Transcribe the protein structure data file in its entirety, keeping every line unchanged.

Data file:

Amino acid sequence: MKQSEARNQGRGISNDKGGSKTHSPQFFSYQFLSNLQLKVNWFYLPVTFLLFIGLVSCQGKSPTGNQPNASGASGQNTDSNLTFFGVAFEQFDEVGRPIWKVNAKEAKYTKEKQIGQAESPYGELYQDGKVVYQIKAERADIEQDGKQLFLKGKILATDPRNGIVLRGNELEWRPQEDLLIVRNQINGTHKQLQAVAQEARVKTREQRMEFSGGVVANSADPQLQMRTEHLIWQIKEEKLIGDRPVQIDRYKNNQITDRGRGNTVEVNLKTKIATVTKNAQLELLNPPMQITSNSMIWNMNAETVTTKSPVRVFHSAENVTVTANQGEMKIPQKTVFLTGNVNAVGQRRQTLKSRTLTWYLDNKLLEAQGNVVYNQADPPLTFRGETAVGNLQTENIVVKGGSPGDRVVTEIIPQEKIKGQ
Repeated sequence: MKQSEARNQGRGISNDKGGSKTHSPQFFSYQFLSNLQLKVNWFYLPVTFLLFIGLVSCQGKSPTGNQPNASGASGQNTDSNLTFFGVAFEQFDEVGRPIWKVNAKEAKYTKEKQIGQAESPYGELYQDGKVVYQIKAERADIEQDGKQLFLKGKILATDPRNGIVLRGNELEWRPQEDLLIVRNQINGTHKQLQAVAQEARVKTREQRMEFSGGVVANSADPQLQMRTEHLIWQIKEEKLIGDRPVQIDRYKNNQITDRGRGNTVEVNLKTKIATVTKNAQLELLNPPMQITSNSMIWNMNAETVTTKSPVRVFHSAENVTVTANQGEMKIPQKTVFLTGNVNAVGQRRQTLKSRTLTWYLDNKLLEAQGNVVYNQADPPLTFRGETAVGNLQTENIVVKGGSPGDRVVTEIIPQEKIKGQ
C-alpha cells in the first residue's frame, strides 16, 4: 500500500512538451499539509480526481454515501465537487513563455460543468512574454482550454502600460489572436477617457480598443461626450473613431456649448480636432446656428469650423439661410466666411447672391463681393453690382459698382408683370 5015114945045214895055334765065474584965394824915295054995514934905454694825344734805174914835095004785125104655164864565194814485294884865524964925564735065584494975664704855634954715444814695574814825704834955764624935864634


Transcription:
Amino acid sequence: MKQSEARNQGRGISNDKGGSKTHSPQFFSYQFLSNLQLKVNWFYLPVTFLLFIGLVSCQGKSPTGNQPNASGASGQNTDSNLTFFGVAFEQFDEVGRPIWKVNAKEAKYTKEKQIGQAESPYGELYQDGKVVYQIKAERADIEQDGKQLFLKGKILATDPRNGIVLRGNELEWRPQEDLLIVRNQINGTHKQLQAVAQEARVKTREQRMEFSGGVVANSADPQLQMRTEHLIWQIKEEKLIGDRPVQIDRYKNNQITDRGRGNTVEVNLKTKIATVTKNAQLELLNPPMQITSNSMIWNMNAETVTTKSPVRVFHSAENVTVTANQGEMKIPQKTVFLTGNVNAVGQRRQTLKSRTLTWYLDNKLLEAQGNVVYNQADPPLTFRGETAVGNLQTENIVVKGGSPGDRVVTEIIPQEKIKGQ
Repeated sequence: MKQSEARNQGRGISNDKGGSKTHSPQFFSYQFLSNLQLKVNWFYLPVTFLLFIGLVSCQGKSPTGNQPNASGASGQNTDSNLTFFGVAFEQFDEVGRPIWKVNAKEAKYTKEKQIGQAESPYGELYQDGKVVYQIKAERADIEQDGKQLFLKGKILATDPRNGIVLRGNELEWRPQEDLLIVRNQINGTHKQLQAVAQEARVKTREQRMEFSGGVVANSADPQLQMRTEHLIWQIKEEKLIGDRPVQIDRYKNNQITDRGRGNTVEVNLKTKIATVTKNAQLELLNPPMQITSNSMIWNMNAETVTTKSPVRVFHSAENVTVTANQGEMKIPQKTVFLTGNVNAVGQRRQTLKSRTLTWYLDNKLLEAQGNVVYNQADPPLTFRGETAVGNLQTENIVVKGGSPGDRVVTEIIPQEKIKGQ
C-alpha cells in the first residue's frame, strides 16, 4: 500500500512538451499539509480526481454515501465537487513563455460543468512574454482550454502600460489572436477617457480598443461626450473613431456649448480636432446656428469650423439661410466666411447672391463681393453690382459698382408683370 5015114945045214895055334765065474584965394824915295054995514934905454694825344734805174914835095004785125104655164864565194814485294884865524964925564735065584494975664704855634954715444814695574814825704834955764624935864634